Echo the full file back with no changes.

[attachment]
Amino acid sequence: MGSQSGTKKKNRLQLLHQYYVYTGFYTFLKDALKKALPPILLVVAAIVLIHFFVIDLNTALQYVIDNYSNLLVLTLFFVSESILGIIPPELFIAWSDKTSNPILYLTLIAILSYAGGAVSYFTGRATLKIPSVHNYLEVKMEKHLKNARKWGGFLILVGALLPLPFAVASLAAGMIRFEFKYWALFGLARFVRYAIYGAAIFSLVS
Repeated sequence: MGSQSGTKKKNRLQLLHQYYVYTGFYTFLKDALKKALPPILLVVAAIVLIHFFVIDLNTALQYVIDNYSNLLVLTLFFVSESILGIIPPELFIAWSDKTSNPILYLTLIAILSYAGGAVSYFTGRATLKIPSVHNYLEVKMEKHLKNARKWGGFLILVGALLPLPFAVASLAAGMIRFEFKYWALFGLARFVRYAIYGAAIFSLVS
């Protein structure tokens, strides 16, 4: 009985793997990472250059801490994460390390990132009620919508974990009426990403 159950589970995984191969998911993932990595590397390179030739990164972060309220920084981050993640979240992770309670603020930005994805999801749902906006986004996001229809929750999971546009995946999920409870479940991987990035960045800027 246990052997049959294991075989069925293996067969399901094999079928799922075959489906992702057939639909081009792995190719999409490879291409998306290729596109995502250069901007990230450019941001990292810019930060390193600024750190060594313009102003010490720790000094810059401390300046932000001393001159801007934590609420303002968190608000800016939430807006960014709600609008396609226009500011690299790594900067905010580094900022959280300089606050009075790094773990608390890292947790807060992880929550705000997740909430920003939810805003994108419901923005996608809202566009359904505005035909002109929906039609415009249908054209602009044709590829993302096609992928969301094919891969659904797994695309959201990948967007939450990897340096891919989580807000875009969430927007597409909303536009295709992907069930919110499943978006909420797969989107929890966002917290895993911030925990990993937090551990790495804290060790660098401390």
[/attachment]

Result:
Amino acid sequence: MGSQSGTKKKNRLQLLHQYYVYTGFYTFLKDALKKALPPILLVVAAIVLIHFFVIDLNTALQYVIDNYSNLLVLTLFFVSESILGIIPPELFIAWSDKTSNPILYLTLIAILSYAGGAVSYFTGRATLKIPSVHNYLEVKMEKHLKNARKWGGFLILVGALLPLPFAVASLAAGMIRFEFKYWALFGLARFVRYAIYGAAIFSLVS
Repeated sequence: MGSQSGTKKKNRLQLLHQYYVYTGFYTFLKDALKKALPPILLVVAAIVLIHFFVIDLNTALQYVIDNYSNLLVLTLFFVSESILGIIPPELFIAWSDKTSNPILYLTLIAILSYAGGAVSYFTGRATLKIPSVHNYLEVKMEKHLKNARKWGGFLILVGALLPLPFAVASLAAGMIRFEFKYWALFGLARFVRYAIYGAAIFSLVS
């Protein structure tokens, strides 16, 4: 009985793997990472250059801490994460390390990132009620919508974990009426990403 159950589970995984191969998911993932990595590397390179030739990164972060309220920084981050993640979240992770309670603020930005994805999801749902906006986004996001229809929750999971546009995946999920409870479940991987990035960045800027 246990052997049959294991075989069925293996067969399901094999079928799922075959489906992702057939639909081009792995190719999409490879291409998306290729596109995502250069901007990230450019941001990292810019930060390193600024750190060594313009102003010490720790000094810059401390300046932000001393001159801007934590609420303002968190608000800016939430807006960014709600609008396609226009500011690299790594900067905010580094900022959280300089606050009075790094773990608390890292947790807060992880929550705000997740909430920003939810805003994108419901923005996608809202566009359904505005035909002109929906039609415009249908054209602009044709590829993302096609992928969301094919891969659904797994695309959201990948967007939450990897340096891919989580807000875009969430927007597409909303536009295709992907069930919110499943978006909420797969989107929890966002917290895993911030925990990993937090551990790495804290060790660098401390």